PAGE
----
The other feature of my new
biasing circuit has the biasing R&C network subject to all
current plus the current through the zener diode shunt regulators. At idle, about 12mA flows from B+
to screen and zener diodes, During normal operation, the total of 12mA does not vary even if screen
current input were to vary between a normal 4mAdc at idle to 12mA at high levels.
The shunt regulators tend to keep Ek more constant than if they were not used, or if zener diode
current was not included in in the flow through the R&C biasing network as shown for the
The 2 amps in which this bias
scheme has now been employed were brought to me
a couple of months ago for a service, the first since 2008. I advised my client that
more could be done to improve performance, so the 2012 schematics were
The amps had been used very often, and the owner sometimes had them running
for days on end. A colleague told me the rated tube life for 13E1 is around 2,500 hours.
The first pair of 13E1 had lasted from 1997 to about 2005, and this last pair from 2005
to now, and from what I know, the hours of use have much exceeded 2,500.
All 4 tubes used since 1997 were
ITT brand. In the two last tubes, the operation
of both were flawless and without reverse grid current or fading emission and both
were able to give a full 31Watts+ of power, and bias remained stable.
However, the gettering in one tube shows considerable browning and aging, while in the other
the gettering has almost all become transparent but muddy brown, so both these tubes
will be replaced with NOS with nice clean bright silver gettering. The result of all the alterations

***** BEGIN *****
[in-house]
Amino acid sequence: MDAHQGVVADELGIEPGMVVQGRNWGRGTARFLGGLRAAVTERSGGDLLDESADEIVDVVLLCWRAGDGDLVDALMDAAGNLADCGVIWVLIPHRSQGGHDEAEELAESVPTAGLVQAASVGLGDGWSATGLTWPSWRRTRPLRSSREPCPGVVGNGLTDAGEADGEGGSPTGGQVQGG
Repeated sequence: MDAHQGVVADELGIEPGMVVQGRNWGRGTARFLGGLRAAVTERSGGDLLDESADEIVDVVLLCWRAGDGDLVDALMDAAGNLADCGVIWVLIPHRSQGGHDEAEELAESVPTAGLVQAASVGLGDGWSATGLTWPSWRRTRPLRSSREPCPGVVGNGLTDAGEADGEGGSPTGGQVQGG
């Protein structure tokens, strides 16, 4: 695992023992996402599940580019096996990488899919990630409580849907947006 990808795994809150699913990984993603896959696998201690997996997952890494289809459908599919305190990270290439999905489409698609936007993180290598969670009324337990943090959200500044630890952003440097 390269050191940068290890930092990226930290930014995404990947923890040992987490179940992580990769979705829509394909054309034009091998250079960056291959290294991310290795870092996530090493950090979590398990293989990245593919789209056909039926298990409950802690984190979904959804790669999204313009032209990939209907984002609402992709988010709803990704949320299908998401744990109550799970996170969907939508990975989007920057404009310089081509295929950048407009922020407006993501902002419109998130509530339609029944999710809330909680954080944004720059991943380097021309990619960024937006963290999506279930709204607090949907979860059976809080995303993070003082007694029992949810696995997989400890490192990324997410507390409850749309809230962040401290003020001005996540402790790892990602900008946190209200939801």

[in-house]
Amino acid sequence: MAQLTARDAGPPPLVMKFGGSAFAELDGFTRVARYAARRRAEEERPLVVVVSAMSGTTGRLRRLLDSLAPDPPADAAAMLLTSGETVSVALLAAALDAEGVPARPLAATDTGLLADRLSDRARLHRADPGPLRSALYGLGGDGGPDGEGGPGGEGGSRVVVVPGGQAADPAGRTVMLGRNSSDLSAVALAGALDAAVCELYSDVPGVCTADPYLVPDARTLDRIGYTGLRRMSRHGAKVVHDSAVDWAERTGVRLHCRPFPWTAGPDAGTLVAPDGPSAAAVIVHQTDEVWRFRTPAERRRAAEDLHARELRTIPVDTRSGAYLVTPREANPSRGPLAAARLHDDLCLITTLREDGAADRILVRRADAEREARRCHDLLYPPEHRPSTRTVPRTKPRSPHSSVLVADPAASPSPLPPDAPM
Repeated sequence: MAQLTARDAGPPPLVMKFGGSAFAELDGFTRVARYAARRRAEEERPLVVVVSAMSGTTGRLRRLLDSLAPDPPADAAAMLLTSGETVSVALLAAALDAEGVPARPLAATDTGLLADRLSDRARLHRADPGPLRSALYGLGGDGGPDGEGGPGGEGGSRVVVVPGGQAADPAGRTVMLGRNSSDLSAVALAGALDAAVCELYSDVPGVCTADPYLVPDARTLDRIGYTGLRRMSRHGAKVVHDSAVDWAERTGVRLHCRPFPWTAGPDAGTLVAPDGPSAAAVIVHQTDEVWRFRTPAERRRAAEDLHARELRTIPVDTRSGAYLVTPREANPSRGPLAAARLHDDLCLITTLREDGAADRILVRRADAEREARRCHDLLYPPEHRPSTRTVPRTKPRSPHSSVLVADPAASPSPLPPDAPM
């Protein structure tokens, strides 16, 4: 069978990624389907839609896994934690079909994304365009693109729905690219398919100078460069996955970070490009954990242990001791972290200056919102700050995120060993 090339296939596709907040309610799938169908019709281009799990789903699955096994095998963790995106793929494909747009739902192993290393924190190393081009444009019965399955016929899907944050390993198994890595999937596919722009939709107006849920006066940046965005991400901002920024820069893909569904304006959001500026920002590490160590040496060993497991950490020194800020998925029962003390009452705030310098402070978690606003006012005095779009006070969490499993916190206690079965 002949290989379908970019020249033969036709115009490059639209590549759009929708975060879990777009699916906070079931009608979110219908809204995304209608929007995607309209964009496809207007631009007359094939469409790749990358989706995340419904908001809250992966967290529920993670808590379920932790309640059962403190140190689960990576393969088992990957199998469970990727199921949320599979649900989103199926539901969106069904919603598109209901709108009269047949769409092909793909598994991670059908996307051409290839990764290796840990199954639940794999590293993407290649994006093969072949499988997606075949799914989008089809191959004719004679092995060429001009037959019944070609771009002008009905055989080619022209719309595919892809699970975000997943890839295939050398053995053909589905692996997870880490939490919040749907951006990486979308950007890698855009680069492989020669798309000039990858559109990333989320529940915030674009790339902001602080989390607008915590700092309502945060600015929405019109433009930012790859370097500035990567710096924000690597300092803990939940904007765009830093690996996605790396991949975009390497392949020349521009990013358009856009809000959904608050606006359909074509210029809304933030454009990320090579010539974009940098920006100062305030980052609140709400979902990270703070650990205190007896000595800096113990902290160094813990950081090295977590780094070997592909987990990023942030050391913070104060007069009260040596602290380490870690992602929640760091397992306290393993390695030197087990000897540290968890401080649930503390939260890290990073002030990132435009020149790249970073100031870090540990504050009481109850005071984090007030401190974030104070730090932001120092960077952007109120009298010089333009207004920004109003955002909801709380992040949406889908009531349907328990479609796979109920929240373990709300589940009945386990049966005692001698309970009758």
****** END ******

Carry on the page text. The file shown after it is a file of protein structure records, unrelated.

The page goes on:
should raise the sound quality to be equal or superior to my SE35 amps with a quad of EL34
wear indicates tube condition....
Image 2, may2012.
Looks a bit
Looks worn out
On the left side of
the picture, there is a NOS 13E1, never been used.
The two other tubes were installed in around 2006, and they show classic signs of
gettering change from the clean bright silvering on unused NOS tube.
The metallic content of the worn tube gettering has partially combined with gas entering
the tube through join between base pins and glass and/or from slow release of gas
from within metal parts inside the tube. Both the worn tubes remain capable of
producing full power, but only one now has begun to have a slightly positive grid voltage
relative to applied grid bias voltage. The value of grid biasing resistance is a very
important design consideration, and I have seen some amps such as Quad-II with
bias R values much too high at 680k. Hence KT66 in Quad-II with slight tube aging
may have very unbalanced Ia because one tube has perhaps +5Vdc at its grid when
it should be less than 0.5V, which would be possible if the Rg was 68k instead of
680k. I chose Rg at 47k for 13E1, and much lower than many other makers might
use, but it HOLDS the bias down. Reasons for high value Rg are due to having
very week driver tubes such as EF86 in Quad-II with Ia less than 1mA, and
to get the wanted gain the load values much be kept high due to very low tube Gm.
In not a huge amount
of time, the worn tubes with gettering nearly all oxidized,
tubes will develop increasingly positive grids, and at some point the gas inside
the tube cannot be further kept low, and the vacuum "hardness" is lost.
Gas will increase, and tubes will begin to conduct much more Idc than usual and then
overheat, as determined by Pda = ( Ea x Ia ) Watts and they may melt down
internally, or cause glass to melt, or glass to crack, and perhaps cause damage to
PSU and/or OPT. Sometimes internal grid wires will warp and anode will be shorted to